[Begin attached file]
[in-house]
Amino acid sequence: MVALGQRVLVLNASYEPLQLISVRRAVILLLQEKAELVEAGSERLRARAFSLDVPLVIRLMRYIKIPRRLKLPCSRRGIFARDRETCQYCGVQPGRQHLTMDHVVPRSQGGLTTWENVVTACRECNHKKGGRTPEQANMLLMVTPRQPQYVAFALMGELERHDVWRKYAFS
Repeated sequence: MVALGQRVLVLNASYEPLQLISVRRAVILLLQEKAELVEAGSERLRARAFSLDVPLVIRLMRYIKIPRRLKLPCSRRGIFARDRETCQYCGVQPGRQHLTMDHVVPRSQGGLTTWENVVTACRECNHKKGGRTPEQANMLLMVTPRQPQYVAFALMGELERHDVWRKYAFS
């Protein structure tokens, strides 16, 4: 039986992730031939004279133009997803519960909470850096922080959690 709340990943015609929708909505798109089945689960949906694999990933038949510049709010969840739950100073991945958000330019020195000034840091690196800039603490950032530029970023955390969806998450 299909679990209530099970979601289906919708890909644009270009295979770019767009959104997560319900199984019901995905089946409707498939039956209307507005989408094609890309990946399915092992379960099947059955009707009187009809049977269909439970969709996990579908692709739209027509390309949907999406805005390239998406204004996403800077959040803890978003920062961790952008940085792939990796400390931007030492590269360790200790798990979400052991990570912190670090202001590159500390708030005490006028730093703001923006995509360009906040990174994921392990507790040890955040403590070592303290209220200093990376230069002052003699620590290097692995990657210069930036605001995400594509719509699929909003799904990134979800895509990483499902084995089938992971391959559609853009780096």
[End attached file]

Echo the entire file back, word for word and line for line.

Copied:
[in-house]
Amino acid sequence: MVALGQRVLVLNASYEPLQLISVRRAVILLLQEKAELVEAGSERLRARAFSLDVPLVIRLMRYIKIPRRLKLPCSRRGIFARDRETCQYCGVQPGRQHLTMDHVVPRSQGGLTTWENVVTACRECNHKKGGRTPEQANMLLMVTPRQPQYVAFALMGELERHDVWRKYAFS
Repeated sequence: MVALGQRVLVLNASYEPLQLISVRRAVILLLQEKAELVEAGSERLRARAFSLDVPLVIRLMRYIKIPRRLKLPCSRRGIFARDRETCQYCGVQPGRQHLTMDHVVPRSQGGLTTWENVVTACRECNHKKGGRTPEQANMLLMVTPRQPQYVAFALMGELERHDVWRKYAFS
């Protein structure tokens, strides 16, 4: 039986992730031939004279133009997803519960909470850096922080959690 709340990943015609929708909505798109089945689960949906694999990933038949510049709010969840739950100073991945958000330019020195000034840091690196800039603490950032530029970023955390969806998450 299909679990209530099970979601289906919708890909644009270009295979770019767009959104997560319900199984019901995905089946409707498939039956209307507005989408094609890309990946399915092992379960099947059955009707009187009809049977269909439970969709996990579908692709739209027509390309949907999406805005390239998406204004996403800077959040803890978003920062961790952008940085792939990796400390931007030492590269360790200790798990979400052991990570912190670090202001590159500390708030005490006028730093703001923006995509360009906040990174994921392990507790040890955040403590070592303290209220200093990376230069002052003699620590290097692995990657210069930036605001995400594509719509699929909003799904990134979800895509990483499902084995089938992971391959559609853009780096």